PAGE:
9-Understand that everyone encounters obstacles while writing

Everyone faces the same problem you’re struggling with. Even professional writers. Don’t adopt a “poor little me,” or an “I’m the only person in the world who feels this way,” attitude. Facing blocks, dealing with problems, struggling with words and sentences are the name of the game for all writers. This is just what we do.

Consider yourself an apprentice and understand that, like all apprentices, you need to learn how to deal with specific challenges. This need doesn’t make you inept or a bad writer. It just makes you someone who needs to learn more.

You can learn to manage writing anxiety

Don’t try to overcome writing anxiety. Instead learn about managing writing anxiety. We all get better — at everything — with practice. Negative or difficult experiences don’t have to box you into a corner.

Instead, let writing be an escape for you. Something you do to express yourself and to play. Don’t let writing anxiety stop you from getting the practice you need to become a better and more confident writer.

This is a substantially updated version of a post that first appeared on my blog June 16/20.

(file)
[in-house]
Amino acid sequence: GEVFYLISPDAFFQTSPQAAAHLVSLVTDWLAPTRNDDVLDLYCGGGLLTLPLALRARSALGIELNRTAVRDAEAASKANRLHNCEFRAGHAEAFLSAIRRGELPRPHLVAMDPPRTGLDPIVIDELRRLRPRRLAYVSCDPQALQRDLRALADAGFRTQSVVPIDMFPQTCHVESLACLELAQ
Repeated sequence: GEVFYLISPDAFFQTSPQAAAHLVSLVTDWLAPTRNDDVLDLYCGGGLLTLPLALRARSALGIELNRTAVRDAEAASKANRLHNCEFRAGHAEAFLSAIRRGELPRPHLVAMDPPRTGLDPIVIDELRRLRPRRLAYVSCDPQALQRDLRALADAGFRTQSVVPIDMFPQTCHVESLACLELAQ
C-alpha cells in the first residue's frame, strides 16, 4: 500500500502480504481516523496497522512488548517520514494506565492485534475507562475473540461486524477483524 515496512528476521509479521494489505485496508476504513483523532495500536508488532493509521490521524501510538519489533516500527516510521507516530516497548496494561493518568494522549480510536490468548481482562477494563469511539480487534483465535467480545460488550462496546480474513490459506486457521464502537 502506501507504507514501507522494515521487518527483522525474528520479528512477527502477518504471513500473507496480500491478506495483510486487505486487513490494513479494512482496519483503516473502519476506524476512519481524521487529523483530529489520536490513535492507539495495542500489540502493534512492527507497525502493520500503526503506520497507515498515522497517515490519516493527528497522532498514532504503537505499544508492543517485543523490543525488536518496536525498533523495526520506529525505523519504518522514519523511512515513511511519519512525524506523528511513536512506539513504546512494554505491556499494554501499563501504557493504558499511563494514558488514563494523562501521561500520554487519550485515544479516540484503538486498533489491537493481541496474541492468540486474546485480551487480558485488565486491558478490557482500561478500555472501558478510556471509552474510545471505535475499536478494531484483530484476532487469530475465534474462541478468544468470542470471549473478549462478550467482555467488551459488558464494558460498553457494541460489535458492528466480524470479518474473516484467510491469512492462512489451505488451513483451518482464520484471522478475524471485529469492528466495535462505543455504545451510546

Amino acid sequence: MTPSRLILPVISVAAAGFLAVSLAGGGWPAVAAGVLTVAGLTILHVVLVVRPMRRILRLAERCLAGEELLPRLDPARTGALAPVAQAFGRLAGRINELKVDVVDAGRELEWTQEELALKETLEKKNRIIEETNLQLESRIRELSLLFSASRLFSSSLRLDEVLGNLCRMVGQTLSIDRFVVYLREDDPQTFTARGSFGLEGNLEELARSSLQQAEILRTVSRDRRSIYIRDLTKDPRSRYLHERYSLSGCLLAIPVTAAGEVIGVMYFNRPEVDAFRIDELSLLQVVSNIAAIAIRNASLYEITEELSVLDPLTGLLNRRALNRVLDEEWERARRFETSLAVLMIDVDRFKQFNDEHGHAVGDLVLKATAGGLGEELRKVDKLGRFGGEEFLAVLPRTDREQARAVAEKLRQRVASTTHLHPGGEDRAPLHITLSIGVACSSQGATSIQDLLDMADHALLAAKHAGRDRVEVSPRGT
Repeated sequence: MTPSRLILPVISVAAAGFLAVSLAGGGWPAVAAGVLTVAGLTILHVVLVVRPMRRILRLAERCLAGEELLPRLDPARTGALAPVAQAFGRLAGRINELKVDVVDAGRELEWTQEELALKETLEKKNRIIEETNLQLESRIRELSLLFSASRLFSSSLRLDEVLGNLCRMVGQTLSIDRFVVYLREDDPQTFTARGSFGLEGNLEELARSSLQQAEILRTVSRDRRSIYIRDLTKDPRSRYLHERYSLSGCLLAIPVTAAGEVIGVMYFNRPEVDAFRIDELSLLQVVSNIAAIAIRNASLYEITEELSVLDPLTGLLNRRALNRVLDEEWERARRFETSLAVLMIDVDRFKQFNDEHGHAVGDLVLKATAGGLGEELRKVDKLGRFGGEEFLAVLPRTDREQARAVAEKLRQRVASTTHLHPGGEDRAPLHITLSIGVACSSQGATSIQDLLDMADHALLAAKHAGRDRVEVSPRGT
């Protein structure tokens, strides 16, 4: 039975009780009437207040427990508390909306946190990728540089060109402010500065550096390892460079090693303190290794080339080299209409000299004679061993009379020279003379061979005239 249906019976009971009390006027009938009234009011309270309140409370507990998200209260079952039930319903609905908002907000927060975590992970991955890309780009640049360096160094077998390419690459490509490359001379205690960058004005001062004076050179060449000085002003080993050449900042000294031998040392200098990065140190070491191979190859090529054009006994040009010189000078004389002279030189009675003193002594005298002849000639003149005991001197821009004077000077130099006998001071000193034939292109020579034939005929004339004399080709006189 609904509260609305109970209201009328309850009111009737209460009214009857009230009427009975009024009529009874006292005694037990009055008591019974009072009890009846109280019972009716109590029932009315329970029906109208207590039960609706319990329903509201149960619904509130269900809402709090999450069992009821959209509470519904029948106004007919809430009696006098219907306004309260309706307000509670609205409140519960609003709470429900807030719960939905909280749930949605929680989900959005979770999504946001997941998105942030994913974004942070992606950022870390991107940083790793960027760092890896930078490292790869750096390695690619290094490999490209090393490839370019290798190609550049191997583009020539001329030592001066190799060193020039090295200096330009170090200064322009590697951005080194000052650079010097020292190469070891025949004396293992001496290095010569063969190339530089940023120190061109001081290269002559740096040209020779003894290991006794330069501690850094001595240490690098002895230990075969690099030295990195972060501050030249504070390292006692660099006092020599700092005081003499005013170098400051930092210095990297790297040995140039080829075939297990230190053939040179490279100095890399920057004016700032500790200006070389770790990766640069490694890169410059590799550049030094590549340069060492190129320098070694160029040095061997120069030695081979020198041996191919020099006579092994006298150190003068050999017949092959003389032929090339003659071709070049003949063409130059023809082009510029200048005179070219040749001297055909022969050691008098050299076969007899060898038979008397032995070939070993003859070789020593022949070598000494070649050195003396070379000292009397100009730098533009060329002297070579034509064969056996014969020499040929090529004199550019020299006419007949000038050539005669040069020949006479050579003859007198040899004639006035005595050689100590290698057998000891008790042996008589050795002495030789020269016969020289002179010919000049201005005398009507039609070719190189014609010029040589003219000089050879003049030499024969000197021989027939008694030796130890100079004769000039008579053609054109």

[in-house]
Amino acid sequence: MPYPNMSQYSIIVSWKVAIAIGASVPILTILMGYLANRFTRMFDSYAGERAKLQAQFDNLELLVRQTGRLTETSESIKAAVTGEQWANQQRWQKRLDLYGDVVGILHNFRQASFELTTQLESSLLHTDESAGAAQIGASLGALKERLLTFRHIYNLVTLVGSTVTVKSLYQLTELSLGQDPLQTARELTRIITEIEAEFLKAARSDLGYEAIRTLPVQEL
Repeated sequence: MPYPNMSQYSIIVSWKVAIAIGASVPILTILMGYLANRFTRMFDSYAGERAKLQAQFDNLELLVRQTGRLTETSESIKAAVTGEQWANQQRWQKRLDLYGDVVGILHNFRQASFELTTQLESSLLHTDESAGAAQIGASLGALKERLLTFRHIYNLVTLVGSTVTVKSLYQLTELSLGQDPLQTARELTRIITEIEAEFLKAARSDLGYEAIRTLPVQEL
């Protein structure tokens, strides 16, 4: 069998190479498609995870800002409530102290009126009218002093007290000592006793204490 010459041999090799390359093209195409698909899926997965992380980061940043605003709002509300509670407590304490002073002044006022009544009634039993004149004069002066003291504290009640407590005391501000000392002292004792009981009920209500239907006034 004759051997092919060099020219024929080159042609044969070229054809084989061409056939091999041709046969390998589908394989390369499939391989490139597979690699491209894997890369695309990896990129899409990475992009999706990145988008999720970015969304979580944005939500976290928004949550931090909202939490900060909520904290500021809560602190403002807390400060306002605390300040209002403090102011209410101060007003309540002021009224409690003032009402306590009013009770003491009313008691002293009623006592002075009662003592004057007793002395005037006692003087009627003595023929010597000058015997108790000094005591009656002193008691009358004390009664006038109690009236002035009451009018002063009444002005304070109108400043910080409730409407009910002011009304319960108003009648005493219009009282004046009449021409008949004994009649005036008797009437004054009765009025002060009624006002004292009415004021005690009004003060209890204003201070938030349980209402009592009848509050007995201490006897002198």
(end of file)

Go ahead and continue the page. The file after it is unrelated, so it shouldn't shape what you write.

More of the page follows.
My video podcast last week addressed how to stay committed to your book. Go here to see the video or read the transcript, and you can also subscribe to my YouTube channel.


Need some help developing a sustainable writing routine? Learn more about my Get It Done program. If you already know you want to apply, go directly to the application form and you’ll hear back from me within 24 hours. 


Have you struggled with how to overcome writing anxiety? We can all learn from each other so, please share your thoughts with my readers and me in the “comments” section below. Anyone who comments on today’s post (or any others) by Aug. 31/23 will be put in a draw for a digital copy of my first book, 8 1/2 Steps to Writing Faster, Better. Please, scroll down to the comments, directly underneath the “related posts” links, below. Note that you don’t have to join Disqus to post. See here to learn how to post as a guest. It’s easy!